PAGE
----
Fighting on two fronts: how sexism hurts women leaders
It made me sad.
Then it made me mad.
On an historic evening — when one of this country’s major parties finally nominated a woman for president — I read the following in the New York Times:
“As the Democratic National Convention begins here on Monday, there have been debates inside Mrs. Clinton’s operation over how much her nomination this week should be focused on women. Some advisers believe that overemphasizing Mrs. Clinton’s historic achievement as the first woman to accept a major party’s nomination could backfire, driving away men who favor her Republican opponent, Donald J. Trump, and alienating younger women who are less motivated by gender.”
Even at this moment, women are expected to make way for men. To be cautious of their feelings, rather than celebrate a tremendous achievement.
To lessen ourselves in order to appeal to them.
This campaign shines a bright light on sexism in our culture. Double standards abound. The GOP nominee lies reflexively, insults and demeans people and entire groups of people, has committed countless acts of fraud, and has the attention span of a fruit fly.
But, you know, boys will be boys. No big deal.
Clinton has been subjected to lies and innuendo for the past two decades. Her achievements have been belittled, her mistakes blown all out of proportion. If she’s passionate, she’s shrieking. If she’s focused, she’s boring. If she shows any emotion, she’s weak. She’s “cold and calculating”, not strategic and focused.
Her hair, wardrobe and figure have been scrutinized since she entered public life. Other female political leaders have experienced the same thing. As if any of that mattered to work or accomplishments.
Clinton is constantly expected to answer for her husband’s scandals. As if she’s responsible for his behavior. Newspapers even announced her nomination with photos of her husband.
I’ve been told it’s sexist to feel excited about Clinton because she’s a woman. As if electing the first woman president is inconsequential — or should be — for me. Sorry. It’s exciting, whatever your politics. President Obama’s election was a huge moment for our country. So will President Clinton’s be.
We know this phenomenon isn’t new. Studies have shown a serious discrepancy in the way people judge men and women’s abilities. Men who get along well with others are seen as capable. Women who do so are seen as weak.
It’s often not even conscious. Most women could give you examples of the “benevolent sexism” they’ve encountered. It’s not really benevolent. It’s a kinder, gentler way of putting women in our place. A finding from the same article:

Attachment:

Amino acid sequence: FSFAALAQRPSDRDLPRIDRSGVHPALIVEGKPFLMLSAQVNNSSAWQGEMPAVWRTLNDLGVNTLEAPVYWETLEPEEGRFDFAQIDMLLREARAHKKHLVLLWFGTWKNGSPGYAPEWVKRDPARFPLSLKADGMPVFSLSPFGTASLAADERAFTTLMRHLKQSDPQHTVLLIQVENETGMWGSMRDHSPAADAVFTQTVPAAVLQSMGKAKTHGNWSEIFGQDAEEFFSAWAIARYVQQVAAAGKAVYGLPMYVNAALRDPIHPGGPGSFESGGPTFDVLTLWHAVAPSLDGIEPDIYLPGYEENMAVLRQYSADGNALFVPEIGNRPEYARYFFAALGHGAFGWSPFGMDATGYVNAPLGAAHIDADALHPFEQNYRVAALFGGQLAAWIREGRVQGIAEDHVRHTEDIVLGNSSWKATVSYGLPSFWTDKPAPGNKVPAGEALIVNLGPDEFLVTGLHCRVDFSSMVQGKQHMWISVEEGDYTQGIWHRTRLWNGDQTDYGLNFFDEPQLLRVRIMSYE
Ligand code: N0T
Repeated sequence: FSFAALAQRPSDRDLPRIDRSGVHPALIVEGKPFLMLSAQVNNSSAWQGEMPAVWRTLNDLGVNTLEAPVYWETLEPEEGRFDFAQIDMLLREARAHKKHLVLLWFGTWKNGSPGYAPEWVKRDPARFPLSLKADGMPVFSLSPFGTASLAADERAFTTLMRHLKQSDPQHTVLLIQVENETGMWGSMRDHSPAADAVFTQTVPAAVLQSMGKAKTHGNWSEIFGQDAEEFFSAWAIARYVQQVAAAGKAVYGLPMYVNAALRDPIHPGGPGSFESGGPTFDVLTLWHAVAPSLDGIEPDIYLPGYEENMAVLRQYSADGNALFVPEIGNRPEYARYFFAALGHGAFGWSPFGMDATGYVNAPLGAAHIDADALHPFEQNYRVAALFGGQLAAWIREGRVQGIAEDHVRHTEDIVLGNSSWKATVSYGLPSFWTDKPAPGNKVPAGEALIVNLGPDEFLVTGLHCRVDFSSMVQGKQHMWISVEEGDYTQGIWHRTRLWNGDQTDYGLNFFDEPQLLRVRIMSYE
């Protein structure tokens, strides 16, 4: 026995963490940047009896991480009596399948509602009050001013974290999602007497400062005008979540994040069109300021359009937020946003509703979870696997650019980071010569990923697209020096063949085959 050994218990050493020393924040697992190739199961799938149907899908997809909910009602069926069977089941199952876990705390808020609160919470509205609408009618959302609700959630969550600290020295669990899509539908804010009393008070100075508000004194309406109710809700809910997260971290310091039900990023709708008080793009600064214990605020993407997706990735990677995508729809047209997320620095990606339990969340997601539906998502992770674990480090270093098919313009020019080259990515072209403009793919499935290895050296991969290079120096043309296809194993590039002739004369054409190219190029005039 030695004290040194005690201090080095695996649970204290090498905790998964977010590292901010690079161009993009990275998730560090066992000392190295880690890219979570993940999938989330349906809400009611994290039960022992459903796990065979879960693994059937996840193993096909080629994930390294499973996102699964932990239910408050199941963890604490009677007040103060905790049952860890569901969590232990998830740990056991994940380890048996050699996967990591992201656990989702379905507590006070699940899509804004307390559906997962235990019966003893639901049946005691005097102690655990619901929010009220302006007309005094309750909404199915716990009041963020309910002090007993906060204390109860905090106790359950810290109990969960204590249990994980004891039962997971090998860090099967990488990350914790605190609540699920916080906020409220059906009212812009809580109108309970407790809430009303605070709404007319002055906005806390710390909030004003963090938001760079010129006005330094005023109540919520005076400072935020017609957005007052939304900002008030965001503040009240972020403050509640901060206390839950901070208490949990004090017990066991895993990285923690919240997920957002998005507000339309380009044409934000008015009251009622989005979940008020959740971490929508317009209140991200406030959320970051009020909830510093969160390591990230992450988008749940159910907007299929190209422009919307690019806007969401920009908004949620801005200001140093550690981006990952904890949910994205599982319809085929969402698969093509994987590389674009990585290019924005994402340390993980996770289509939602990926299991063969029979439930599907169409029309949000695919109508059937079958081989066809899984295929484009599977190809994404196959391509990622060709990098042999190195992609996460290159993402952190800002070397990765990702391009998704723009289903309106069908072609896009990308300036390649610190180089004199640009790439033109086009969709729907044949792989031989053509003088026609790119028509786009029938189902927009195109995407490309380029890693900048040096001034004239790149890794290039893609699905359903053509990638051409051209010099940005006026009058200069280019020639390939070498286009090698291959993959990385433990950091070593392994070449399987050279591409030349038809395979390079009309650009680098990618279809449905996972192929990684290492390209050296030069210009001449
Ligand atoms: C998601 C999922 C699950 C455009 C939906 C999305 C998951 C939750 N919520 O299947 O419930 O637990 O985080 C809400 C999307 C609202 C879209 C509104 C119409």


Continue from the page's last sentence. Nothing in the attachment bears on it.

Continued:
“…in countries where the men were likely to condone benevolent sexism, men had longer life expectancies, were more educated, had higher literacy rates, made more money, and were more politically active than women.”
For most of our history, being white and male has been the default — anything else is less than ideal. Gender roles remain less flexible than we’d like to believe. Women on average are still paid 79 cents on the dollar.
The nuclear family is worshipped, but not supported. Child care, paid leave — the things that will clear the way for equitable treatment in the workforce — are not the reality for most women. Certainly, the Republican Congress wants no part of those ideas.
Yet we desperately need women’s leadership skills.
The qualities most associated with women are those that are found in the most effective leaders. We need cooperation, listening, team-building. We need leaders who can hear as well as talk.
But with the bluster and noise, we often miss women’s value.
Even the parties have been described in binary, male/female terms: the GOP as the Daddy party — the strong leader, the fighter, concerned with our dominance in the world. And the Democratic Party has been called (disparagingly) the Mommy party — concerned with “soft” things like healthcare, equality, education.
Can we just stop and think about that a little while?
Democrats are less-than because they care about people? And if a party supports health care and education, it can’t also defend the country?
Caring isn’t weak. Listening isn’t weak. Collaboration rather than domination isn’t weak.
It’s smart. It’s effective. And we need more of it. In our businesses, in our schools — and in the White House.
Thanks for reading. If you agree, please be sure to vote! If you don’t, let’s talk about it here.
Either way, I’d be grateful if you’d share or recommend this.
About me: I’m a copywriter and consultant for nonprofit organizations. You can read more at mcahalane.com.